Feb. 16, 2012 Discovering the relation between genetic variation and observable characteristics of individuals belonging to a species, such as a person's height or the manifestation of a hereditary disease is one of today's challenges in biology. Until now only a small part of the variation of these traits -- which biologists name phenotypes -- were attributed to genetic variations.
To be able to analyse the relation between genes and phenotype, an international project was carried out. One of the main researchers was UAB professor Antonio Barbadilla and his research group ??Bioinformatics for Genetic Diversity, in collaboration with the Comparative Genomics and Bioinformatics group led by UB professor Julio Rozas. The project has achieved to obtain the complete sequence of the gene of 168 lines preceding from the same population of Drosophila melanogaster (the common fruit fly, a model species used in the studies of genetics). The lines can be consulted by any scientist interested in studying the genetic base of a given phenotype. This is a true in vivo library, maintained under laboratory conditions, which facilitates detecting genetic effects on the phenotype and permits discovering the genetic makeup of hereditary diseases.
The analysis of enormous amounts of data contained in the 168 complete genomes, a colossal task which required much efforts on behalf of specialists in bioinformatics and population genetics, is beginning to show results. The first ones can be read this week in Nature, which have been the detection of the mark left by natural selection all along the genome. A molecular signature natural selection has left on the genetic variation patterns seen in each region of the genome. All new mutation which contributes to adapting to the environment of an individual spreads rapidly to the rest of the species -- a process known as adaptive selection. In contrast, there are regions of the genome in which all types of mutations end up being harmful and are finally eliminated from the population, in a process known as negative selection. Both selection processes leave characteristic molecular signatures on the genome. Through the comparison of genomes of a large number of individuals of the same species and of other similar species, scientists have been able to trace the first high resolution map of the natural selection of a genome in both regions that code proteins and those that do not.
Researchers observed that the mark left by natural selection is present along the genome, although the importance of different types of selection continues to depend on the type of functional areas and on the genome regions considered. For example, scientists observed that selection is more intense and effective in the X chromosome than in the rest of chromosomes, which represents a more rapid evolution of this sex chromosome. Another relevant observation is that the genetic recombination rate (variable along the genome) plays a fundamental role in improving the ability of adaptive selection in different regions of the genome. The probability of a genomic region responding effectively to natural selection depends on its recombinational context. In a region with little or no recombination, selection will not be able to prevent the functional degradation of the region.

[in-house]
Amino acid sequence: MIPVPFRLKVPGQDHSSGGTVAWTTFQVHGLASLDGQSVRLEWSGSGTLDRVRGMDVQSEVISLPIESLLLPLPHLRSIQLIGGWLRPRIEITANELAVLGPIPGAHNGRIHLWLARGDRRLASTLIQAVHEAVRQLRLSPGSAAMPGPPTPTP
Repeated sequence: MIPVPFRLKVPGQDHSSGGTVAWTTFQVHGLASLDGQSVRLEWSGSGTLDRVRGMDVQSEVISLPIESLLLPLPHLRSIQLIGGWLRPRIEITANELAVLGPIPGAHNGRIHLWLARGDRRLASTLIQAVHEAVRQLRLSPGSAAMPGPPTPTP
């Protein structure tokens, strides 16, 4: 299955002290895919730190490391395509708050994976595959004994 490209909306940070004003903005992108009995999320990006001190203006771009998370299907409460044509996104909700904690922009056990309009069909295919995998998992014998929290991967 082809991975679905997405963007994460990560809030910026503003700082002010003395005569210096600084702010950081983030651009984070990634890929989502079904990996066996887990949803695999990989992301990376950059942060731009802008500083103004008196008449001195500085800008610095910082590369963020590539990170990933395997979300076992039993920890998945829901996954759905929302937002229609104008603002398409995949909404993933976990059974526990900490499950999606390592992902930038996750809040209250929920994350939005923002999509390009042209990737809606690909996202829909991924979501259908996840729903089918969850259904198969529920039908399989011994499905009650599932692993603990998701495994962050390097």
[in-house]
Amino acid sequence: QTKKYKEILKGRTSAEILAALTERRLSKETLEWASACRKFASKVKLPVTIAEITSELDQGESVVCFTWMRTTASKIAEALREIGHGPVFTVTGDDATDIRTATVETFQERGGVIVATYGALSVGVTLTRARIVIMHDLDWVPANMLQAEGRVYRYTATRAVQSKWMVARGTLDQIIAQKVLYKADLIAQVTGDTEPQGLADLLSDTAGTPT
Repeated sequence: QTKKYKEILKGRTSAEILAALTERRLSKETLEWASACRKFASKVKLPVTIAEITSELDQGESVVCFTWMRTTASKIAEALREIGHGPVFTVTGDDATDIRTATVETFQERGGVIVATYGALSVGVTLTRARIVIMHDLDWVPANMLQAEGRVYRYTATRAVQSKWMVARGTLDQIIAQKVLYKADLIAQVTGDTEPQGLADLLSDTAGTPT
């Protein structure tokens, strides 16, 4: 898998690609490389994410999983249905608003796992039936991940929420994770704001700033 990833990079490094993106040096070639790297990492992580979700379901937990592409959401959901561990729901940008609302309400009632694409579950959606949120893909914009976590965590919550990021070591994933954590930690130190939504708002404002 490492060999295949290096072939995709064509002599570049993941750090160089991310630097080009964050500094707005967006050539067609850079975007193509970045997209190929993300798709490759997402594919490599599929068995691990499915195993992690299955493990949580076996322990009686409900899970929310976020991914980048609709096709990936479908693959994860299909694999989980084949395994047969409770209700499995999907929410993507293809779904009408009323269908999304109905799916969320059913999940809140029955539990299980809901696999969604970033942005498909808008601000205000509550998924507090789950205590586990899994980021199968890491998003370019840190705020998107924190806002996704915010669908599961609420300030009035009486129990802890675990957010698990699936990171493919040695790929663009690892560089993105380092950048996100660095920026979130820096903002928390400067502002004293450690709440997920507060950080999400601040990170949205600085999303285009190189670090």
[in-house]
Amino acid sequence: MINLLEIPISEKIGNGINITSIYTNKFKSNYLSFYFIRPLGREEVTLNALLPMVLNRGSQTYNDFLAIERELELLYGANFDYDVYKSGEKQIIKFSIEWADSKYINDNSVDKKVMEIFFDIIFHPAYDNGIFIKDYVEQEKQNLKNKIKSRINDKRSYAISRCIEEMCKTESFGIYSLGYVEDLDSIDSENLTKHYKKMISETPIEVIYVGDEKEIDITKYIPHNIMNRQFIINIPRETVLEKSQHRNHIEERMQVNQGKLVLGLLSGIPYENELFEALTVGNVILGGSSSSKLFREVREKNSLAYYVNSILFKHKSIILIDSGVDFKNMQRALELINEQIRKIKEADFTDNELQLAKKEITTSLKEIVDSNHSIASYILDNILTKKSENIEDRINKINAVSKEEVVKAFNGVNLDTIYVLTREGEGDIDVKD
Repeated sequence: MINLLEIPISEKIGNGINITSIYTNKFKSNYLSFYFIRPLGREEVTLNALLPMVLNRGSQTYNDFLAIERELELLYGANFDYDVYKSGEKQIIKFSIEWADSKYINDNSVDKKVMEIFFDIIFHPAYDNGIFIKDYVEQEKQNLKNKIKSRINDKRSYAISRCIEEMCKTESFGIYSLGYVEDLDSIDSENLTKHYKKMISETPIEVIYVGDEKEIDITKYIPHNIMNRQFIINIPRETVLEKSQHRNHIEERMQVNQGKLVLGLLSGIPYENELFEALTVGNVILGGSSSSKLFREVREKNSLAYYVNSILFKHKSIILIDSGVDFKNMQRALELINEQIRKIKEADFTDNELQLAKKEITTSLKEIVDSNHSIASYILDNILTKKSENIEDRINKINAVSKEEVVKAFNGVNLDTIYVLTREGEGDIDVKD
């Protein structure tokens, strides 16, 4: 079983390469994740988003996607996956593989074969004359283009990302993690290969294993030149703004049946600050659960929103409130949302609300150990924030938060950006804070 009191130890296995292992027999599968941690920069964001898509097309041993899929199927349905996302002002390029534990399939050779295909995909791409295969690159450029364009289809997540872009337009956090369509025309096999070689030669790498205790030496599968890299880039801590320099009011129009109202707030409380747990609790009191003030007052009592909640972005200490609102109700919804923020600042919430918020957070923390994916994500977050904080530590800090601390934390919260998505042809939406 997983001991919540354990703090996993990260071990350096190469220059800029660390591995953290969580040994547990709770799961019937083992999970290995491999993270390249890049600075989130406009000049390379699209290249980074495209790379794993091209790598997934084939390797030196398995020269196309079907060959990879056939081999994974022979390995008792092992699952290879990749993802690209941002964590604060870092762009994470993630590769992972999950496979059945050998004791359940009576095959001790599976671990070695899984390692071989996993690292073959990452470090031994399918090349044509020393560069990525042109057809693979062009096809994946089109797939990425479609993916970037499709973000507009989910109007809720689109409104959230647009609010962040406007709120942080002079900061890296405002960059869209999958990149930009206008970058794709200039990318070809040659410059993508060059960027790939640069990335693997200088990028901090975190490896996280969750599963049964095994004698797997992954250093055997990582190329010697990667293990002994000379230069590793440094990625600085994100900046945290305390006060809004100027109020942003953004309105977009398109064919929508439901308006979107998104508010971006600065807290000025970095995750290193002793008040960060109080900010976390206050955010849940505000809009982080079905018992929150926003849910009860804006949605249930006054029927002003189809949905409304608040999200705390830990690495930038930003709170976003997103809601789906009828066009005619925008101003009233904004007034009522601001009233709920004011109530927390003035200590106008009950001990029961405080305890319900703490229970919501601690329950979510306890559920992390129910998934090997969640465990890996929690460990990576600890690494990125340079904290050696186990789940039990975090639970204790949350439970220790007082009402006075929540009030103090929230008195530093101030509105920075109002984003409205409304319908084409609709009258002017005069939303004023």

For UAB professor Antonio Barbadilla, one of the main researchers in the project, "having 168 genomes of a single natural population is a unique opportunity to carry out the most complete genome study of a species ever done." "For all population geneticist it is a dream come true to be able to use a set of data as large as the one in this project to test many hypotheses which have been disputed in the past decades," Barbadilla adds.
To calculate, store, manage and visualise all variation data in the genomes, UAB researchers in collaboration with UB researchers designed and used the recently created navigator for population genome data: the Population Drosophila Genome Browser (PopDrowser). The navigator graphically represents all information extracted from genome sequencing including DNA sequencing, genomic annotations, estimations of nucleotide diversity; and calculates several statistical tests to determine the effect of natural selection at nucleotide level. The PopDrowser navigator is described in an article published on line in the journal Bioinformatics and can be consulted at http://popdrowser.uab.cat.
This research has been developed by UAB Group in Bioinformatics for Genetic Diversity (David Castellano, Miquel Ràmia, Sònia Casillas and Maite Barrón, leaded by Antonio Barbadilla); and the UB Group in Comparative Genomics and Bioinformatics leaded by Julio Rozas.
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- Trudy F. C. Mackay, Stephen Richards, Eric A. Stone, Antonio Barbadilla, Julien F. Ayroles, Dianhui Zhu, Sònia Casillas, Yi Han, Michael M. Magwire, Julie M. Cridland, Mark F. Richardson, Robert R. H. Anholt, Maite Barrón, Crystal Bess, Kerstin Petra Blankenburg, Mary Anna Carbone, David Castellano, Lesley Chaboub, Laura Duncan, Zeke Harris, Mehwish Javaid, Joy Christina Jayaseelan, Shalini N. Jhangiani, Katherine W. Jordan, Fremiet Lara, Faye Lawrence, Sandra L. Lee, Pablo Librado, Raquel S. Linheiro, Richard F. Lyman, Aaron J. Mackey, Mala Munidasa, Donna Marie Muzny, Lynne Nazareth, Irene Newsham, Lora Perales, Ling-Ling Pu, Carson Qu, Miquel Ràmia, Jeffrey G. Reid, Stephanie M. Rollmann, Julio Rozas, Nehad Saada, Lavanya Turlapati, Kim C. Worley, Yuan-Qing Wu, Akihiko Yamamoto, Yiming Zhu, Casey M. Bergman, Kevin R. Thornton, David Mittelman, Richard A. Gibbs. The Drosophila melanogaster Genetic Reference Panel. Nature, 2012; 482 (7384): 173 DOI: 10.1038/nature10811
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